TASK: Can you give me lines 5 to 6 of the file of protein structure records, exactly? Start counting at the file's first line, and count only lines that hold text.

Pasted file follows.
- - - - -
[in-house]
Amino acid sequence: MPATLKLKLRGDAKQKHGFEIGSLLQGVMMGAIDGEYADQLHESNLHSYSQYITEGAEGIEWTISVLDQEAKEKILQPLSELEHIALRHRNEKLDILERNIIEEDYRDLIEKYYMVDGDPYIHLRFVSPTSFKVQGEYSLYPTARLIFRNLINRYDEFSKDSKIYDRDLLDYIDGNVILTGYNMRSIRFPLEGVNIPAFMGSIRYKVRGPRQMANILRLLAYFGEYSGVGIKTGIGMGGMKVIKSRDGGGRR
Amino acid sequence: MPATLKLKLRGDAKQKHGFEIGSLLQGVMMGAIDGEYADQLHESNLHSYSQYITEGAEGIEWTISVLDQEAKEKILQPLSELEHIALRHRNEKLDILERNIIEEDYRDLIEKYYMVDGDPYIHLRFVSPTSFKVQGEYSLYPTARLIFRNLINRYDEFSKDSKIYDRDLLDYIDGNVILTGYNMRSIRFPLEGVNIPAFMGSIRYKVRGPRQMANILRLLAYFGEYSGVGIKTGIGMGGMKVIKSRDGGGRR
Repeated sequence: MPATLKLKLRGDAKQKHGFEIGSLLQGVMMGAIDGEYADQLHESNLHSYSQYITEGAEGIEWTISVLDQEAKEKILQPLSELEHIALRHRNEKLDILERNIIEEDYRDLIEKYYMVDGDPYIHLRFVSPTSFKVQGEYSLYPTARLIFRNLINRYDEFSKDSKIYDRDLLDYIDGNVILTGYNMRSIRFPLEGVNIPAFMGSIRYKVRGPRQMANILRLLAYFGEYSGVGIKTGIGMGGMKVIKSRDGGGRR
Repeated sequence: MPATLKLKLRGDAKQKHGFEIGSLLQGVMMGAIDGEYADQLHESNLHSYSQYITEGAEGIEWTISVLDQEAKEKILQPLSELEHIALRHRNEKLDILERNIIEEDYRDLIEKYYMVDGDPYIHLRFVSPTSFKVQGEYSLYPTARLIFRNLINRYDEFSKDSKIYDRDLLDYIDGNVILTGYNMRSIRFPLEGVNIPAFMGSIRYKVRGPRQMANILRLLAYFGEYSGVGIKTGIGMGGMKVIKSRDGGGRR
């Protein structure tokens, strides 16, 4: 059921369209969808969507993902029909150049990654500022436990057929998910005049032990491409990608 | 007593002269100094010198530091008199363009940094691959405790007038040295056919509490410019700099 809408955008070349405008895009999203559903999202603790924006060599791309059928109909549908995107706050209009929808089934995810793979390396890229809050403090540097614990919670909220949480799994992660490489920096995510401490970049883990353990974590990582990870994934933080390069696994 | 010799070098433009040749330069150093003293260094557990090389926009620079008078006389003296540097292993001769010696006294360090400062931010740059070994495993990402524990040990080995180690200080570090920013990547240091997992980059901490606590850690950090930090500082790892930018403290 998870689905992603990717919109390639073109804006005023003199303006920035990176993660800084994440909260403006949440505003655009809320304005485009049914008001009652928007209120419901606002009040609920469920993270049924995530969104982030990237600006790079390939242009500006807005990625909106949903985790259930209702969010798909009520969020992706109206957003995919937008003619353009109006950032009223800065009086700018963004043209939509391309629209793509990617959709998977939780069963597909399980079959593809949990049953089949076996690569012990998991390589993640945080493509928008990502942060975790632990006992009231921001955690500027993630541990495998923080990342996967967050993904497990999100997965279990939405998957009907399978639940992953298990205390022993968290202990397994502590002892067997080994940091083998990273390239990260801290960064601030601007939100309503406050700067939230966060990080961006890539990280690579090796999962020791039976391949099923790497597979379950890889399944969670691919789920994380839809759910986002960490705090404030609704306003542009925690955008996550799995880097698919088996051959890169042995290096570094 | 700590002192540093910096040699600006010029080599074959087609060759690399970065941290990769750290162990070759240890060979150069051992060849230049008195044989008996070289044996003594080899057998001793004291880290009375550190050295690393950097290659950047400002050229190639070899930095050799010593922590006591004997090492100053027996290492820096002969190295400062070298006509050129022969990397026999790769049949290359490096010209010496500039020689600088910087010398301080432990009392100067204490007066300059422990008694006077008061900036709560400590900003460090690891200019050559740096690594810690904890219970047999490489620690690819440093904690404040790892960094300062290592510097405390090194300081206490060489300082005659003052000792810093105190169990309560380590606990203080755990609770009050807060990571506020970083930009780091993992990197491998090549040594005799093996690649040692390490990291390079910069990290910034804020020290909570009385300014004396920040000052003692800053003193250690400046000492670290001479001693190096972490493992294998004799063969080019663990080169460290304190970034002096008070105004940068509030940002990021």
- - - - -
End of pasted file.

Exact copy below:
Repeated sequence: MPATLKLKLRGDAKQKHGFEIGSLLQGVMMGAIDGEYADQLHESNLHSYSQYITEGAEGIEWTISVLDQEAKEKILQPLSELEHIALRHRNEKLDILERNIIEEDYRDLIEKYYMVDGDPYIHLRFVSPTSFKVQGEYSLYPTARLIFRNLINRYDEFSKDSKIYDRDLLDYIDGNVILTGYNMRSIRFPLEGVNIPAFMGSIRYKVRGPRQMANILRLLAYFGEYSGVGIKTGIGMGGMKVIKSRDGGGRR
């Protein structure tokens, strides 16, 4: 059921369209969808969507993902029909150049990654500022436990057929998910005049032990491409990608 | 007593002269100094010198530091008199363009940094691959405790007038040295056919509490410019700099 809408955008070349405008895009999203559903999202603790924006060599791309059928109909549908995107706050209009929808089934995810793979390396890229809050403090540097614990919670909220949480799994992660490489920096995510401490970049883990353990974590990582990870994934933080390069696994 | 010799070098433009040749330069150093003293260094557990090389926009620079008078006389003296540097292993001769010696006294360090400062931010740059070994495993990402524990040990080995180690200080570090920013990547240091997992980059901490606590850690950090930090500082790892930018403290 998870689905992603990717919109390639073109804006005023003199303006920035990176993660800084994440909260403006949440505003655009809320304005485009049914008001009652928007209120419901606002009040609920469920993270049924995530969104982030990237600006790079390939242009500006807005990625909106949903985790259930209702969010798909009520969020992706109206957003995919937008003619353009109006950032009223800065009086700018963004043209939509391309629209793509990617959709998977939780069963597909399980079959593809949990049953089949076996690569012990998991390589993640945080493509928008990502942060975790632990006992009231921001955690500027993630541990495998923080990342996967967050993904497990999100997965279990939405998957009907399978639940992953298990205390022993968290202990397994502590002892067997080994940091083998990273390239990260801290960064601030601007939100309503406050700067939230966060990080961006890539990280690579090796999962020791039976391949099923790497597979379950890889399944969670691919789920994380839809759910986002960490705090404030609704306003542009925690955008996550799995880097698919088996051959890169042995290096570094 | 700590002192540093910096040699600006010029080599074959087609060759690399970065941290990769750290162990070759240890060979150069051992060849230049008195044989008996070289044996003594080899057998001793004291880290009375550190050295690393950097290659950047400002050229190639070899930095050799010593922590006591004997090492100053027996290492820096002969190295400062070298006509050129022969990397026999790769049949290359490096010209010496500039020689600088910087010398301080432990009392100067204490007066300059422990008694006077008061900036709560400590900003460090690891200019050559740096690594810690904890219970047999490489620690690819440093904690404040790892960094300062290592510097405390090194300081206490060489300082005659003052000792810093105190169990309560380590606990203080755990609770009050807060990571506020970083930009780091993992990197491998090549040594005799093996690649040692390490990291390079910069990290910034804020020290909570009385300014004396920040000052003692800053003193250690400046000492670290001479001693190096972490493992294998004799063969080019663990080169460290304190970034002096008070105004940068509030940002990021």